Dhe petrol prices in Germany are on the verge of a significant increase: in the coming week, the three-month reduction in the energy tax on fuel, the so-called “tank discount”, will end. The first price increases can already be observed, such as the car club ADAC reported. The higher tax rate will then apply again from Thursday next week: Super E10 should then be 35 cents more expensive per liter, diesel 17 cents. Based on current prices, that would be around EUR 2.08 per liter for Super E10 and EUR 2.14 for diesel. “That would indeed be my expectation,” says the Munich economist Monika Schnitzer, who two years ago analyzed the price changes following the temporary VAT reduction in detail: “But there may also have been a small anticipated price increase before that – that was the end of 2020, before the temporary VAT reduction expires.”
Some prices have already been raised
It will be exciting: Will the mineral oil companies manage to pass on the higher tax in full to drivers? When the tax was cut in June, there had been a long debate about whether the tax cut would be passed on. At that time, the prices for petrol and diesel had already risen before the date, fell sharply on the day itself, but rose again on the second day. In the weeks that followed, crude oil became cheaper, and with it gasoline. Comparisons with petrol prices in France had at least suggested that the tax cut, which was limited to three months, had had an effect in Germany.
So this should be reversed now. “I’m not expecting an abrupt price increase from one day to the next,” says Manuel Frondel, an energy specialist at the RWI research institute in Essen. “Rather, I’m assuming that prices are already gradually increasing over the next few days.” In any case, drivers would then have to expect prices at the gas station of more than 2 euros per liter for Super E10 and more than 2.10 euros per liter for diesel.
At least the oil companies are speculating that there could be a heavy rush at the gas stations shortly before the tax is raised again in the coming week. In any case, the petroleum industry association Fuels und Energie advises motorists to always refuel in good time. The situation is becoming a “logistical challenge”: “Our logisticians are doing everything they can to maintain the supply even under these difficult conditions and to prevent bottlenecks,” said Adrian Willig, Managing Director of the association.
It seems controversial whether the gas stations will not be able to resell the old petrol that they bought cheaply after the date of the tax increase. While the ADAC sees it that way and thinks that the petrol stations would certainly fill up their fuel stores again before September 1st, the association of oil companies argues that the high demand before the date will already ensure that the stores are cleared: “Because the drivers before the end of the tank discount, we expect that from September 1st there will not be many more tax-privileged petrol and diesel on offer,” says the association.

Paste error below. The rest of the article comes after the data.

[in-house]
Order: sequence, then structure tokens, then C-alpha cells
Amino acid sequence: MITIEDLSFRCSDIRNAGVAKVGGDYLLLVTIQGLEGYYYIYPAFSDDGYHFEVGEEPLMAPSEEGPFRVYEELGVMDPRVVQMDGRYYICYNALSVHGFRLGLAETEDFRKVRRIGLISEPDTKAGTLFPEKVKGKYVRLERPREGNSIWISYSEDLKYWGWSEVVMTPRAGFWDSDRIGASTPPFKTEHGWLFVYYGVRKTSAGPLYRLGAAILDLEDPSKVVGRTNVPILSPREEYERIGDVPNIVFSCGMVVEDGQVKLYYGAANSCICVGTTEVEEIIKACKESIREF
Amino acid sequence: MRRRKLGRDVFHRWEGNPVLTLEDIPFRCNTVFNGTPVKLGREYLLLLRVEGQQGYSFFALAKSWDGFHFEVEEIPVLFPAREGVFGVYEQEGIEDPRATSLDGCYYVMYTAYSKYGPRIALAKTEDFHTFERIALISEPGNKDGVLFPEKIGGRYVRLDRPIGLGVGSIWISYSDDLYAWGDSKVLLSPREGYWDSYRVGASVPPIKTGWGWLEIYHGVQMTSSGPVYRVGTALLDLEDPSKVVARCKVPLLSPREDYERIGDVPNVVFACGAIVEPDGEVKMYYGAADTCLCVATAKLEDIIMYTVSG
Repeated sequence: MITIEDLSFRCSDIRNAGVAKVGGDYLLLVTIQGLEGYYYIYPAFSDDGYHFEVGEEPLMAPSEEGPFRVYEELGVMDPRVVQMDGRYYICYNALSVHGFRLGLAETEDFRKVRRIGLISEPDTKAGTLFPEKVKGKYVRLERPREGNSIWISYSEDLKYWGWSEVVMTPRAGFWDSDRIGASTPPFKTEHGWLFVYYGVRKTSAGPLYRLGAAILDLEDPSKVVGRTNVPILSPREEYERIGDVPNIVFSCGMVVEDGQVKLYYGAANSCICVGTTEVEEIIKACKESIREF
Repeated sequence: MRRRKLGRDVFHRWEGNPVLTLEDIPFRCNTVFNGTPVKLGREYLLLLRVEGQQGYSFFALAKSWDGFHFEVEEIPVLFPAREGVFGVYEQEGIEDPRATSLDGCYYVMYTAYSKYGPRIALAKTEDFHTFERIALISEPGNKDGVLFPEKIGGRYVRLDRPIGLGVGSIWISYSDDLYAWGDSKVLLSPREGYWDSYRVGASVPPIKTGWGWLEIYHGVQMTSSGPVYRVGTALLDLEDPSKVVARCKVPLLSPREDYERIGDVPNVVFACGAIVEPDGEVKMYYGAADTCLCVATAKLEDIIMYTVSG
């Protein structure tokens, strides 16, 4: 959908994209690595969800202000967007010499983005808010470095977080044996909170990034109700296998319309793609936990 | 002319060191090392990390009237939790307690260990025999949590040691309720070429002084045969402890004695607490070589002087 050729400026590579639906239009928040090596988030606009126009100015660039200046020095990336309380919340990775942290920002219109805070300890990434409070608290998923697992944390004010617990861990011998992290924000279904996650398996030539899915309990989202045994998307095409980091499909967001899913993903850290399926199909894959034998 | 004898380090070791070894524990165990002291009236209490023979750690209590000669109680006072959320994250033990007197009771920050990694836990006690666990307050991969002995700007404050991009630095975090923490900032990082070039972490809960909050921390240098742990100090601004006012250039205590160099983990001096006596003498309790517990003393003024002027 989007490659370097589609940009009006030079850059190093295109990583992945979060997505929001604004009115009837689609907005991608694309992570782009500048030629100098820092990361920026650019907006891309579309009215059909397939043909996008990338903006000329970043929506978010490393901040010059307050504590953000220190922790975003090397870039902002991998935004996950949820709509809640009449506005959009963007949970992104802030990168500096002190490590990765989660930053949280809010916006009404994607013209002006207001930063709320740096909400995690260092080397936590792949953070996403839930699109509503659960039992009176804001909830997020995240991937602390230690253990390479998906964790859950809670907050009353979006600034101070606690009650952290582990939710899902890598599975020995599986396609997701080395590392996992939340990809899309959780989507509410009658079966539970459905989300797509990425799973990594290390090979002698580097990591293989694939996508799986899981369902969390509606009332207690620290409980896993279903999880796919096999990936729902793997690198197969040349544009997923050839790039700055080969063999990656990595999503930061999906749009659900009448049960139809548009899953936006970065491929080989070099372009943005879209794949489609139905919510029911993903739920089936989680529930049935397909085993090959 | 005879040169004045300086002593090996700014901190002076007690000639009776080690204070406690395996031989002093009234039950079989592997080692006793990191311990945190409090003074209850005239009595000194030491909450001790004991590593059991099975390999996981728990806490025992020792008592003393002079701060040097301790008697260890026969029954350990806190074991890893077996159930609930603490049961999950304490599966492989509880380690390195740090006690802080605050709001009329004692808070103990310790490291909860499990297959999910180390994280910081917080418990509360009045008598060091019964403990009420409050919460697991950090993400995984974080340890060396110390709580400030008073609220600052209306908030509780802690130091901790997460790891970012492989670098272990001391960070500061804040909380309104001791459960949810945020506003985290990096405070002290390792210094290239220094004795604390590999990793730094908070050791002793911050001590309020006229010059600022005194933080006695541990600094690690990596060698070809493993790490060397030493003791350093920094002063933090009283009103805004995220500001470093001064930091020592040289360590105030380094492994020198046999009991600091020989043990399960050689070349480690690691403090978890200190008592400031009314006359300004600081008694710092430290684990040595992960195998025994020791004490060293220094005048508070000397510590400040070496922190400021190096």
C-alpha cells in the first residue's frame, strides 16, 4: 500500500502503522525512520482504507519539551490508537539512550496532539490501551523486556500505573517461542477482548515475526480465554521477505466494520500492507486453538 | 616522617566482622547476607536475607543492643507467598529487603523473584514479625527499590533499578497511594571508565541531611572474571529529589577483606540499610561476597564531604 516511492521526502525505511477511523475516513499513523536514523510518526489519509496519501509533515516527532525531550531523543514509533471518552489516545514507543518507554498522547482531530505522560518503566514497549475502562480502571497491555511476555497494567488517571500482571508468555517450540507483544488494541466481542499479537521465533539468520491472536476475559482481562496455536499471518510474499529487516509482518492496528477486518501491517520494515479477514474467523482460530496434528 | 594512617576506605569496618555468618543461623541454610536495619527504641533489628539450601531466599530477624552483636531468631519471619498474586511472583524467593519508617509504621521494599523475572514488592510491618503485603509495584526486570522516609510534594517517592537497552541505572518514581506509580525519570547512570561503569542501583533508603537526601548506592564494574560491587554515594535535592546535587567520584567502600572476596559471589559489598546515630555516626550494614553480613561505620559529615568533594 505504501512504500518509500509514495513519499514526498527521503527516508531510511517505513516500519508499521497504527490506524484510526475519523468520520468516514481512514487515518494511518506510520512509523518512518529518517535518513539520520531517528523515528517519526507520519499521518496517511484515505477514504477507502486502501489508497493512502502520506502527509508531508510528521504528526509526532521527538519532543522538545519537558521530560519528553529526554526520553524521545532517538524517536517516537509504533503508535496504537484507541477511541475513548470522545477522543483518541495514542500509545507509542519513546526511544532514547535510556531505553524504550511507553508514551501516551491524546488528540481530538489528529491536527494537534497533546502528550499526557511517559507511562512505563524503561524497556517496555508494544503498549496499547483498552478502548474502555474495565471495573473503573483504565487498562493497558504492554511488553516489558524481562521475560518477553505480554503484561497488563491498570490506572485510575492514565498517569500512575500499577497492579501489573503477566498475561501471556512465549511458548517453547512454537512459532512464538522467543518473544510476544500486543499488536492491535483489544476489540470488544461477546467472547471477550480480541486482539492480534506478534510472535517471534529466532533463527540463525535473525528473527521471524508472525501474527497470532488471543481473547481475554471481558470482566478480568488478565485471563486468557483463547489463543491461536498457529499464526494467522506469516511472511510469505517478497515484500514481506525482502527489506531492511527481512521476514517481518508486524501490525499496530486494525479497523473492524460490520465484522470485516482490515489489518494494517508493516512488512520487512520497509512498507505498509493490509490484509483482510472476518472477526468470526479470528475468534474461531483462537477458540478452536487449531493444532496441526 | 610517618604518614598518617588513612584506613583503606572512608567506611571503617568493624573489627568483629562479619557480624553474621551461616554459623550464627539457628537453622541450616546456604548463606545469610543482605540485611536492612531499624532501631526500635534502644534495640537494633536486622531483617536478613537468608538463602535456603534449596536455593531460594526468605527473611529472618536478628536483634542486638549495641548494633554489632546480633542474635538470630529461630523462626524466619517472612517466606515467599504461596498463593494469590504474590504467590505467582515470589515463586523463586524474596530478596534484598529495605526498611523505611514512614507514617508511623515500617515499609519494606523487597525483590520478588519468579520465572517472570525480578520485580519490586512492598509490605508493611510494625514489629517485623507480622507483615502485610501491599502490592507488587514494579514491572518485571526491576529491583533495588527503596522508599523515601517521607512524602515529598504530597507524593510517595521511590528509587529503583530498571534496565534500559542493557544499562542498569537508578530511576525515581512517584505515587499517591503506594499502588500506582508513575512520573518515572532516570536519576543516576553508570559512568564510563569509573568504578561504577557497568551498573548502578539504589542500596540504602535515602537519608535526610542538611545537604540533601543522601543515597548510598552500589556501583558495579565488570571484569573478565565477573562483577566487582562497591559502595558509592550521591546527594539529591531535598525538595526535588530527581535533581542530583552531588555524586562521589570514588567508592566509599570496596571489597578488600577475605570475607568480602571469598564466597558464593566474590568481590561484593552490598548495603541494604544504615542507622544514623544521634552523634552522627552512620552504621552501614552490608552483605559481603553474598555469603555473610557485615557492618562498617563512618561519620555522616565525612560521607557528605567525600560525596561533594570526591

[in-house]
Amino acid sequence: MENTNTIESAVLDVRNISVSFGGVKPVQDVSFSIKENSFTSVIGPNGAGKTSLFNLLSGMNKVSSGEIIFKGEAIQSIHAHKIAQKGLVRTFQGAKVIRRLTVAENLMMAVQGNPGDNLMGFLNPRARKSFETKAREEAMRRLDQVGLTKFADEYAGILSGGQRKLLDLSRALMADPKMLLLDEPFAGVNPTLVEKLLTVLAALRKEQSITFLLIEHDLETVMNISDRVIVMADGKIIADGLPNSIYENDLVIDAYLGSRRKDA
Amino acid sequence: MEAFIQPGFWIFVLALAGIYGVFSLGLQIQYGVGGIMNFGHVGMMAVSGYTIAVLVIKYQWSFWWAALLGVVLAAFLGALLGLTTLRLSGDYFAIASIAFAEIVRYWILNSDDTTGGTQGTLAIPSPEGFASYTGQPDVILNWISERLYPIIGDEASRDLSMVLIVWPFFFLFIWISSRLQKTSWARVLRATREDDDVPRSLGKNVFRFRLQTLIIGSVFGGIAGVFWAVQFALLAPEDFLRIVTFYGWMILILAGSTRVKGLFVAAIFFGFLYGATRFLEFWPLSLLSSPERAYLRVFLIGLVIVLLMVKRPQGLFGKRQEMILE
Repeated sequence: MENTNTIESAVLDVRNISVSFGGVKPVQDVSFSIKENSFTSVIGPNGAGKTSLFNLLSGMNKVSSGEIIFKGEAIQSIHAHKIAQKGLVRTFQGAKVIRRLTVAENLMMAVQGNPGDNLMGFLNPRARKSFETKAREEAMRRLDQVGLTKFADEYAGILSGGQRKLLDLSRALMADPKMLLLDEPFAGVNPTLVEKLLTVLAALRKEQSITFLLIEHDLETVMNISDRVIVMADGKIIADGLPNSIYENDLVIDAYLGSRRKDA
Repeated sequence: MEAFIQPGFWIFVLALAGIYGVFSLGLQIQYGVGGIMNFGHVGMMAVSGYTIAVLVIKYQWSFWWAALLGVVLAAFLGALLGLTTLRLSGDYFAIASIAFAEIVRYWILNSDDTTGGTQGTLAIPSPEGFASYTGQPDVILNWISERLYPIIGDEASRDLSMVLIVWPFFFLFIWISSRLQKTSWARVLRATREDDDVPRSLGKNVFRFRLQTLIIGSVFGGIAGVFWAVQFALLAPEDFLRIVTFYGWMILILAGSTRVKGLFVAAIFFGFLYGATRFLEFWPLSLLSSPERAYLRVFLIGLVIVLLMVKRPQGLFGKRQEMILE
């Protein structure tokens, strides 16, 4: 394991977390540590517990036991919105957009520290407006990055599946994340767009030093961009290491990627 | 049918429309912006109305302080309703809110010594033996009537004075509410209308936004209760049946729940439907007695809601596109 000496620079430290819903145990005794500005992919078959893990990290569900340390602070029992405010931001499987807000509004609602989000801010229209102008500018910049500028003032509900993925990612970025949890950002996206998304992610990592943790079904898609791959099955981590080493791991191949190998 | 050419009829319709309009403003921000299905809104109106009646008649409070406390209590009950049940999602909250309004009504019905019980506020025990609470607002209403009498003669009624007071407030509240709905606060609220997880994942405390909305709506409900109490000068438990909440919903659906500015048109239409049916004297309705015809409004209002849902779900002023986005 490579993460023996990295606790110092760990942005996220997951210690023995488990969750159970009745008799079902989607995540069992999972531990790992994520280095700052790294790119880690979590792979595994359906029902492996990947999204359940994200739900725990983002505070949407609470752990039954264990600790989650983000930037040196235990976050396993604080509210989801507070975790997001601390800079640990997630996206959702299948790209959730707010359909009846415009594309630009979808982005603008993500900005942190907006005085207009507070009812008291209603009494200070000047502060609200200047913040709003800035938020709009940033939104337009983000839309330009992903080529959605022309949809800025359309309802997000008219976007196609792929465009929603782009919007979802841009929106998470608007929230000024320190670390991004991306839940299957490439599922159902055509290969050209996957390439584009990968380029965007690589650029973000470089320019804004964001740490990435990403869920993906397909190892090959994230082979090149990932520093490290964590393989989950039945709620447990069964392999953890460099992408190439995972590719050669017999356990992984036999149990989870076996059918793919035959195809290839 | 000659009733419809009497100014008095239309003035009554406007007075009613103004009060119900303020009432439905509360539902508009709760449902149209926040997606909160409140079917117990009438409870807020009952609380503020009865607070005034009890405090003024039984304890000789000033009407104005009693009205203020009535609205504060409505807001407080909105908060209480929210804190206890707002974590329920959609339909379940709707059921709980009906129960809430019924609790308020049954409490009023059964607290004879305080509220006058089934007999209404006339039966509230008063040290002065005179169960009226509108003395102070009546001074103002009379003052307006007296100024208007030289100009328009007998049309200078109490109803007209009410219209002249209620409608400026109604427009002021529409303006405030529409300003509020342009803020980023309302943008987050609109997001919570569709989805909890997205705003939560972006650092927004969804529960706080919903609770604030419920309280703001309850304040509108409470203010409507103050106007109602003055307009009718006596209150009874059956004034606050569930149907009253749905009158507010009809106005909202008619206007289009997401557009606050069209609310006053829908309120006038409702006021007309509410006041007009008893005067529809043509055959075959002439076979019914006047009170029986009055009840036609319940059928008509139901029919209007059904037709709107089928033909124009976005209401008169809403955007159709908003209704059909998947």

According to the ADAC, the first price increases can already be observed. After a week-long decline and short-term stagnation, prices went up again, as the car club announced. Super petrol of the E10 variety increased from Sunday to Monday from around 1.717 to 1.730 euros per liter. Diesel cost 1.974 instead of 1.964 euros per liter. On a weekly basis, the gas price by 2.6 cents, the diesel price by 6 cents per liter. According to the ADAC, one reason for the increase is probably higher demand in view of an imminent price jump in the coming week. “Some of the price adjustments are already being anticipated,” said Steffen Bock, Managing Director of the Clever-Tanken internet platform. However, the price of crude oil had recently risen again somewhat to 101 dollars per barrel (159 liter barrel) of the North Sea variety Brent, but it is well below the June prices.
Fuel prices are national averages anyway. The actual prices can differ significantly: According to information from the ADAC, there are currently larger price differences than usual depending on the provider and region. There is also a further large north-south divide: Among other things, due to the high transport costs due to the low water in the Rhine, people in the south have to pay more for fuel on average than in the north. In Constance on Lake Constance, for example, diesel costs an average of more than 2.16 euros per liter, Super E10 1.84 euros. In addition, the prices fluctuate considerably over the course of the day, according to ADAC on average by 12 cents a day: fuel is usually the most expensive at 7 a.m. in the morning. It is cheapest for drivers to refuel between 8 p.m. and 10 p.m.